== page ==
Is racism an inherent trait or is it learned?
People are herd or pack animals. On some level, that type of animal depends on an ability to discern who is, or isn’t a part of the tribe. Skin color, eye color and shape, body build are the easiest cues to read. It starts with recognizing Mommy and Daddy, siblings and extended family. People who tend to share physical traits.
We also learn. We learn that some traits matter less than others, for example, people can have different color eyes and still be in the same family. We also learn the way our herd treats non-members, an ethos. Included in the ethos may also be a morality about how human beings should be treated, there are references in the Old Testament to obligations to the stranger. (There may be in other cultures that is just the one with which I am familiar.)
We also learn through life experiences: I have never viewed Black people as intellectually inferior, because most of the ones I have known are MIT graduates, smart, talented and well educated people. Yet I know that some people do see Black people that way, either because they have not known any Black people well, or because their experience is with those who did not have access to education.
Are there actions that society can take to eliminate, or at least diminish racism?
Shifting this window is probably the single most effective thing that can be done.
In my lifetime it has shifted in both directions. First, when I was a child, it moved in the direction of justice for all, and fairness, equal rights and so forth. That is not to say that all wrongs were righted, but effort was made. John Lewis was an example of someone who shifted the Overton Window in a positive direction. it became less acceptable to talk about minorities as being inferior. Diversity was viewed as positive.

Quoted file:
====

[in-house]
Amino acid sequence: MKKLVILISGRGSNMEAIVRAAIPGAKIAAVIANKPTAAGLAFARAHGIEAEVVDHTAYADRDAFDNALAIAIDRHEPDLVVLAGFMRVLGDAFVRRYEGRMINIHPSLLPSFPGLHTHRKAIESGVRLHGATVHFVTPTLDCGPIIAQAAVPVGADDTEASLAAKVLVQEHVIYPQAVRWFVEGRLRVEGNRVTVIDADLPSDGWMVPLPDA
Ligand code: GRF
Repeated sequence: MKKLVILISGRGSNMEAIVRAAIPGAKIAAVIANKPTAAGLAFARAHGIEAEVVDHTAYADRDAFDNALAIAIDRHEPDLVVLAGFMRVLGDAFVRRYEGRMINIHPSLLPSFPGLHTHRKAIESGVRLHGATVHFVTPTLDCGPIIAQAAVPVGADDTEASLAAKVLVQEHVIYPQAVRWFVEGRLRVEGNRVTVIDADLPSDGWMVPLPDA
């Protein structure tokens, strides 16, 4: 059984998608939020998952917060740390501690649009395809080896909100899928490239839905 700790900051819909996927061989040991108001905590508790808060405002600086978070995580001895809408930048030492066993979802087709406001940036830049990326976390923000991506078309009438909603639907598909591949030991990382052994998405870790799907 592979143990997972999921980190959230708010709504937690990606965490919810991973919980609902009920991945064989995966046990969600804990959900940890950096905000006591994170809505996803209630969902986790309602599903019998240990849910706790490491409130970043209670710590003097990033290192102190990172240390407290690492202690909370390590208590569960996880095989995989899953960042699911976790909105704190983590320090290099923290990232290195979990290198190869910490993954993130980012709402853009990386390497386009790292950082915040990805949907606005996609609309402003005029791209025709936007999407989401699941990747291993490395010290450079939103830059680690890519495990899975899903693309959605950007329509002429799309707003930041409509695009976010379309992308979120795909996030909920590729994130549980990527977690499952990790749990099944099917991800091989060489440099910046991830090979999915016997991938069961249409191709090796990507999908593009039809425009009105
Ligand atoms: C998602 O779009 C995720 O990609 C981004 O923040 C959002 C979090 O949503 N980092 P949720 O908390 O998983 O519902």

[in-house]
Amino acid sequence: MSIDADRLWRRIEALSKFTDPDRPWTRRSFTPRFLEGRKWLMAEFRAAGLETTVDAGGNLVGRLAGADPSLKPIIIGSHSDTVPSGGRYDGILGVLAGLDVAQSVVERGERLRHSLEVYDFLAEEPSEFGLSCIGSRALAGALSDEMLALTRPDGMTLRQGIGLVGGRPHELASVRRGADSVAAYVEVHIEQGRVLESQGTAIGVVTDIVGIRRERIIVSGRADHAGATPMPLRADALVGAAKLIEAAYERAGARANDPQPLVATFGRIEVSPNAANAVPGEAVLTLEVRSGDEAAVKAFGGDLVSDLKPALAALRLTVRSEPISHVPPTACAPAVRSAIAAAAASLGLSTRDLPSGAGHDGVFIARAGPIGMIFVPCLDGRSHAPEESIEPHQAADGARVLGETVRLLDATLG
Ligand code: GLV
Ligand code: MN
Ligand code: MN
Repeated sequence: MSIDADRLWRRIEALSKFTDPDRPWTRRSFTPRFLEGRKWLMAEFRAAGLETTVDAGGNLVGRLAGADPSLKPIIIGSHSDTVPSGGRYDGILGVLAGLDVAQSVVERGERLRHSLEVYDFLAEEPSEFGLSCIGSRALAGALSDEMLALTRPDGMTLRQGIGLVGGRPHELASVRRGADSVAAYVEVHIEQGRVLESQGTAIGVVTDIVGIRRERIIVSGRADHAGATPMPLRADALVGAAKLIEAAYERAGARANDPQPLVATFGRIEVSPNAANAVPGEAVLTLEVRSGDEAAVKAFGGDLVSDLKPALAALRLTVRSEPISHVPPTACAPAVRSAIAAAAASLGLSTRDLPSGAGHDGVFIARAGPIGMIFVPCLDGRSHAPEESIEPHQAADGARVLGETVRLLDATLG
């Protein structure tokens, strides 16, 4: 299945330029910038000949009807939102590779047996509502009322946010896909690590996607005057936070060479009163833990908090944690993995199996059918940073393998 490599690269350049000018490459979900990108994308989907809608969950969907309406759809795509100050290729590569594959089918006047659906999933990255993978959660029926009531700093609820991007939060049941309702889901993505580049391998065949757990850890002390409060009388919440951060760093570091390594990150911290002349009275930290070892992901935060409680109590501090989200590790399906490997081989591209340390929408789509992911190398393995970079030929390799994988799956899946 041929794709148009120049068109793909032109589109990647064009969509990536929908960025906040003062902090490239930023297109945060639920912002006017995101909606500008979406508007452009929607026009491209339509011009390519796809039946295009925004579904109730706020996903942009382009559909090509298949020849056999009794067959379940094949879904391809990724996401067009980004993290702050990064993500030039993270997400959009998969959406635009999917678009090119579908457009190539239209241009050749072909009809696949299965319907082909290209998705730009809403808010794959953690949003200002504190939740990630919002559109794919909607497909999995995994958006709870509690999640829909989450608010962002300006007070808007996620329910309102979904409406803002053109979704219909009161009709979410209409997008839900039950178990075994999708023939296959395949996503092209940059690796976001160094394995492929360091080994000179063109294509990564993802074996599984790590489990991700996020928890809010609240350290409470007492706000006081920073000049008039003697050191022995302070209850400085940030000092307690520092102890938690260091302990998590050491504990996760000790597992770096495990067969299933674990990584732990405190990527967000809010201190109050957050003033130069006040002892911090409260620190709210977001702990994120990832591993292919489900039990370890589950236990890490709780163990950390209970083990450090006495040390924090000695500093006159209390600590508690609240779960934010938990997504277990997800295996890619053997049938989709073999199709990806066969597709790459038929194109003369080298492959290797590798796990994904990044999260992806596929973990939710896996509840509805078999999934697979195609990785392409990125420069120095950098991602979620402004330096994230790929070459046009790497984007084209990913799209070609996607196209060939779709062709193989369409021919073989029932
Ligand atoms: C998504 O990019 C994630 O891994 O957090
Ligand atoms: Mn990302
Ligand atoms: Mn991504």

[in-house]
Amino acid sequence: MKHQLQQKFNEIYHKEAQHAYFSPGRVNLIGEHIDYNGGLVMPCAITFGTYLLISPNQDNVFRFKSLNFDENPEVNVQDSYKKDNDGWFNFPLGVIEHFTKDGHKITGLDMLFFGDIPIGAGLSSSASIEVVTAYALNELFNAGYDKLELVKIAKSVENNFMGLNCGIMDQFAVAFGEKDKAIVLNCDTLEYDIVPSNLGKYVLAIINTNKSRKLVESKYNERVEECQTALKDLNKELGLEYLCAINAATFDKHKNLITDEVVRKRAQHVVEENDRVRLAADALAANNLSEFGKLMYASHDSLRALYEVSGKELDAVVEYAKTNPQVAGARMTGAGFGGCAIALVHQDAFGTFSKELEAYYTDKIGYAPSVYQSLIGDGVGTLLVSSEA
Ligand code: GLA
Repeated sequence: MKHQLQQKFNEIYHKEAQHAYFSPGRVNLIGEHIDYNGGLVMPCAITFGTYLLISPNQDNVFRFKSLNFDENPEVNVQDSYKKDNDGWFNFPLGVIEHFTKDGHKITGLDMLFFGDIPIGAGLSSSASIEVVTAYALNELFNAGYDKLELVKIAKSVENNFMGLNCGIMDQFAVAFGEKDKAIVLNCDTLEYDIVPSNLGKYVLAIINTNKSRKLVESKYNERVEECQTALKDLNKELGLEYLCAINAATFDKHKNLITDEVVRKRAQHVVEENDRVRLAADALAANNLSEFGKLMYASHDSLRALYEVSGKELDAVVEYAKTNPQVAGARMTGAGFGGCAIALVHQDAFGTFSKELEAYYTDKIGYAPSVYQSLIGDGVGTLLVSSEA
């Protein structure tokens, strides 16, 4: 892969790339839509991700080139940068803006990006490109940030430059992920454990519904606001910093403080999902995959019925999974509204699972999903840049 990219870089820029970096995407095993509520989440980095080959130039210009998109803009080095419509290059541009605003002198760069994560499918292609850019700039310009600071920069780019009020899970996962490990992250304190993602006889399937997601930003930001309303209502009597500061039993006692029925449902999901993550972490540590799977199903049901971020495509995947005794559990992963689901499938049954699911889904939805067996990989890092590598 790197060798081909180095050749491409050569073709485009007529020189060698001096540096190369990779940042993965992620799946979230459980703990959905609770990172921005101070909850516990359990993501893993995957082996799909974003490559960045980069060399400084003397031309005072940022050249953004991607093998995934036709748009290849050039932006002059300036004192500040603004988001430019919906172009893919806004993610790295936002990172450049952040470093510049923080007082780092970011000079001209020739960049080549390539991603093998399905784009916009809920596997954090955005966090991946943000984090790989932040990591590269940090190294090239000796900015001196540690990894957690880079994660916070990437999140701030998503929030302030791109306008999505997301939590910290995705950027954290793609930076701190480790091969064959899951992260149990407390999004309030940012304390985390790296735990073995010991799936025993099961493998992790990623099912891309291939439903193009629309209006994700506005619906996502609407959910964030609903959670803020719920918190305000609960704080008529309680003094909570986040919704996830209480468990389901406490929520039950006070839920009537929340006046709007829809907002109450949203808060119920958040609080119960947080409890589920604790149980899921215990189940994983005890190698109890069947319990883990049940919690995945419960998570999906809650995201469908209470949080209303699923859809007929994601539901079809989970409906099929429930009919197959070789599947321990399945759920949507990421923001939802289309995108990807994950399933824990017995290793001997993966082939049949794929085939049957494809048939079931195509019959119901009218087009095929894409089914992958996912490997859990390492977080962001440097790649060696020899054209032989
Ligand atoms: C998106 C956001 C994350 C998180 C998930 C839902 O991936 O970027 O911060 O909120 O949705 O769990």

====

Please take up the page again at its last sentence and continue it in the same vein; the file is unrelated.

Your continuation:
In the past ten years it has shifted back in the other direction. Shockingly so.
The current incumbent of the White House is a master of shifting the Overton Window.
One example of this is in the area of justice. I believe that one factor in people rallying to try and help the Black Lives Matter movement is that many have been witnessing this erosion of principles with regard to justice. They were galvanized by the sight of a human being judged and given a death sentence without due process in such close succession to some of the truly awful people who have been pardoned, by a criminal who has stated that he could “stand in the middle of Fifth Avenue and shoot somebody” and not “lose any voters”.
How can the Overton Window be shifted?